• cd ~/rpmbuild/BUILD/kernel-2.6.32/linux-2.6.32.`uname -m`
    • cp /boot/config-`uname -r` .config
    • make oldconfig
    • make prepare
    • make modules_prepare
  7. Note: make modules_prepare will not build a Module.symvers file. If you need module versioning then the kernel needs to be built.  See http://wiki.centos.org/HowTos/Custom_Kernel
  8. Change directory to the module you want to build
  9. Build the module
    • make -C /lib/modules/`uname -r`/build M=`pwd` modules
  10. Copy the .ko to /lib/modules/`uname -r`/extra on the target system
  11. Update the dependencies
    • depmod -a
  12. Use modprobe to load the module. To display info about a loaded module use modinfo

OpenVPN on CentOS

  1. wget http://dl.fedoraproject.org/pub/epel/6/x86_64/epel-release-6-8.noarch.rpm
    rpm -Uvh epel-release-6-8.noarch.rpm
  2. yum install openvpn -y
  3. Easy-rsa isn’t included in OpenVPN anymore.  This is from http://safesrv.net/install-openvpn-on-centos/ –
    Download easy-rsa from below:
    wget https://github.com/downloads/OpenVPN/easy-rsa/easy-rsa-2.2.0_master.tar.gz
    Extract the package:
    tar -zxvf easy-rsa-2.2.0_master.tar.gz
    Copy to the OpenVPN directory:
    cp -R easy-rsa-2.2.0_master/easy-rsa/ /etc/openvpn/
    Open up with vi or other favorite editor /etc/openvpn/easy-rsa/2.0/vars and edit the below line:
    Change:
    export KEY_CONFIG=`$EASY_RSA/whichopensslcnf $EASY_RSA`
    To:
    export KEY_CONFIG=/etc/openvpn/easy-rsa/2.0/openssl-1.0.0.cnfNext change the KEY_COUNTRY through KEY_OU values at the end of the file.Save and exit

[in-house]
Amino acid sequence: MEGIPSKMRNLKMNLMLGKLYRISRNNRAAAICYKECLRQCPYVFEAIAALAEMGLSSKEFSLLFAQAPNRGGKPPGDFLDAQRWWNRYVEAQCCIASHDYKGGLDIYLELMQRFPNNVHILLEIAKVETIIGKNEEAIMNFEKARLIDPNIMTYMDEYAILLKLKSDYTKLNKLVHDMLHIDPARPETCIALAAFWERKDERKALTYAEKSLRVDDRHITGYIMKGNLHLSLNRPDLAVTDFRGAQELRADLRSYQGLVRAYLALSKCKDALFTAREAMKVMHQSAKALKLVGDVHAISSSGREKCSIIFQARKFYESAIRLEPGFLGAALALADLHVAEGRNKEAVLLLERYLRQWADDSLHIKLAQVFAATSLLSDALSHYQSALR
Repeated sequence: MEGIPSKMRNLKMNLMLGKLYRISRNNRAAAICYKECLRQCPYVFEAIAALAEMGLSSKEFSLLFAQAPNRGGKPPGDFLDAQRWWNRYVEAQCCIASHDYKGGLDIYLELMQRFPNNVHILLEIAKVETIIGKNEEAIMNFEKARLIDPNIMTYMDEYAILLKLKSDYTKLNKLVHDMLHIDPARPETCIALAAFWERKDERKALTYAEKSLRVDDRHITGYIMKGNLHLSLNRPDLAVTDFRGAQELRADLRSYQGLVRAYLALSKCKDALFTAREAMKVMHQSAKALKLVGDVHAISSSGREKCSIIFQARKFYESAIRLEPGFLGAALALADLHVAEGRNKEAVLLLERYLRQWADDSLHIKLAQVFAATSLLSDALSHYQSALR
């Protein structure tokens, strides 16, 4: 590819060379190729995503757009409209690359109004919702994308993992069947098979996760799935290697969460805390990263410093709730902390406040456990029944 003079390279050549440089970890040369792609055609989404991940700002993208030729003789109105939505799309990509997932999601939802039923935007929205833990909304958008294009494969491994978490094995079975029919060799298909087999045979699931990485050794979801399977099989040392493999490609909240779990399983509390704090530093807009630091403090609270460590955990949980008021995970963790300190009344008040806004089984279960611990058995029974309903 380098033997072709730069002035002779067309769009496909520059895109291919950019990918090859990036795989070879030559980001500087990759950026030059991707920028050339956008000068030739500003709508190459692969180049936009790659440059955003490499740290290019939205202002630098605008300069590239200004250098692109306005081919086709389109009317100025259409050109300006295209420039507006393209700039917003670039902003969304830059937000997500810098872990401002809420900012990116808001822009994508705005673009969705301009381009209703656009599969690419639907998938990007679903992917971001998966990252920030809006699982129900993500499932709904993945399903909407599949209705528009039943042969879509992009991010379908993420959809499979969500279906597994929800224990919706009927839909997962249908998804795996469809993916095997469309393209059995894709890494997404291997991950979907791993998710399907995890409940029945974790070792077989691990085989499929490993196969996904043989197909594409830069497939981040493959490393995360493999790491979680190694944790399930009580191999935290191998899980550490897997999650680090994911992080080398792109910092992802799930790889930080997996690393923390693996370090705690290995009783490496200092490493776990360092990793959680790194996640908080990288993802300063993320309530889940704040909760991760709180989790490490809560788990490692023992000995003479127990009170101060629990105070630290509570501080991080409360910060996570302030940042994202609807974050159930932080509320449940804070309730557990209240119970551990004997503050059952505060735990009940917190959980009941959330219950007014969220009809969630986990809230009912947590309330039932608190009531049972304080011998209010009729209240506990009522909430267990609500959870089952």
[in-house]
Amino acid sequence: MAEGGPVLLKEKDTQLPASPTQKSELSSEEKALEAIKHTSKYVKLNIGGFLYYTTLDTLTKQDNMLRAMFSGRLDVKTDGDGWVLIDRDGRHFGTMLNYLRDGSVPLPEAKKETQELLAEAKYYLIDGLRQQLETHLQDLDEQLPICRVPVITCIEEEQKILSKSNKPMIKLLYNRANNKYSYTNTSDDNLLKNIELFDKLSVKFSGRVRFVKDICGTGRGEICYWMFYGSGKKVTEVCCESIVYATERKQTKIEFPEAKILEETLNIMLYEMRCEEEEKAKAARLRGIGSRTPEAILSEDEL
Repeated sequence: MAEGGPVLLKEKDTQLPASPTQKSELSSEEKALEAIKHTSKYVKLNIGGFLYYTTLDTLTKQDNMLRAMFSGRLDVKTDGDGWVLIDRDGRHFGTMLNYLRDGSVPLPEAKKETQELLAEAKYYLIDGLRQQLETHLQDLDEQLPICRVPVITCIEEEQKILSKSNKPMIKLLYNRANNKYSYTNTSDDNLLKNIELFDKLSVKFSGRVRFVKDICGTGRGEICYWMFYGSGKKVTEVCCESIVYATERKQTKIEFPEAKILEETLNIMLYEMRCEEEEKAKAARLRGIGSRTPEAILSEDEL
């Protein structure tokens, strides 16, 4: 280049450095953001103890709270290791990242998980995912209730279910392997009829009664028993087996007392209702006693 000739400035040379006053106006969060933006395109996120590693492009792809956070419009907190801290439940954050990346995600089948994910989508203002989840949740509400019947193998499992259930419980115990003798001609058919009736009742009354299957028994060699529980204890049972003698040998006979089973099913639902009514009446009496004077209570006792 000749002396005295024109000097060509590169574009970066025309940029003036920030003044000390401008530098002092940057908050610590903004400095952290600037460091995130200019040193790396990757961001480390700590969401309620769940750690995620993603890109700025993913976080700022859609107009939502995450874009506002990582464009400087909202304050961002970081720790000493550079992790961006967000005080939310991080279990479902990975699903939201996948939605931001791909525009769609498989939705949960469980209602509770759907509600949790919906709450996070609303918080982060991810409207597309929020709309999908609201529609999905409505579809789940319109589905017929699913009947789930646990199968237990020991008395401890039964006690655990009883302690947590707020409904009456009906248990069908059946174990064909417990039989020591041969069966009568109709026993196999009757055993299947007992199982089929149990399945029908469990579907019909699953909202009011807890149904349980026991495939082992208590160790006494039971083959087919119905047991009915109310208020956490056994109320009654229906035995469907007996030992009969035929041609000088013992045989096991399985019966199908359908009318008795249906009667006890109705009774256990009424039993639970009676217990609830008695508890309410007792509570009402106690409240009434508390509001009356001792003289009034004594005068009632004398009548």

4. From same 2.0 directory as var, cp openssl-1.0.0.cnf openssl.cnf
  5. Build the CA, previous changes should be defaults to questions:
    source ./vars
    ./clean-all
    ./build-ca
  6. Create server certificate, answering yes to commit:
    ./build-key-server server
  7. Generate Diffie Hellman key exchange files:
    ./build-dh
    cd keys
    cp dh1024.pem ca.crt server.crt server.key /etc/openvpn
  8. Generate client certificates:
    cd ..
    ./build-key <client name>
  9. Get ca.crt, and <client name>.crt/key to OpenVPN client
  10. cp /usr/share/doc/openvpn-*/samples/sample-config-files/server.conf /etc/openvpn
  11. vi /etc/openvpn/server.conf and set the “local” ip for OpenVPN to listen on.  Uncomment the user and group nobody lines.
  12. service openvpn start
    chkconfig –level 3 openvpn on
  13. modify iptables rules for listening to port 1194 TCP:
    iptables -A INPUT -i eth0 -p tcp --dport 1194 -j ACCEPT
    iptables -A OUTPUT -o eth0 -p tcp --dport 1194 -j ACCEPT
    iptables -t nat -A POSTROUTING -s 10.8.0.0/24 -o eth0 -j MASQUERADE

    Next you need to allow certain traffic going through the tunnel.  For no restrictions use:

    iptables -A INPUT -i tun0 -j ACCEPT
    iptables -A OUTPUT -o tun0 -j ACCEPT
    iptables -A FORWARD -o tun0 -j ACCEPT

ZeroShell in Hyper-V

Getting ZeroShell installed into a VM is a bit of a trick:

  1. download the 2.0 RC2 .iso and corresponding 2GB .img.gz file from http://www.zeroshell.org/download/#
  2. Make a .iso file from the .img.gz.  I used ImgBurn for this.
  3. Make a new VM with 2 GB hard disk, and add a 2nd CD-ROM
  4. Put the RC2 .iso on CD-ROM1 and the .iso from step 2 on CD-ROM2
  5. Boot the VM
  6. Select ‘S’ to get to the shell prompt
  7. Make a mount point for CD-ROM2 with mkdir /mnt/cdrom
  8. Mount CD-ROM2 with mount /dev/sr1 /mnt/cdrom
  9. Copy the .img into the disk with gunzip -c /mnt/cdrom/ZeroShell-2.0.RC2-IDE-USB-SATA-Disk-2GB.img.gz > /dev/sda
  10. Shutdown the VM with halt
  11. Remove the .isos from the VM
  12. Boot up the VM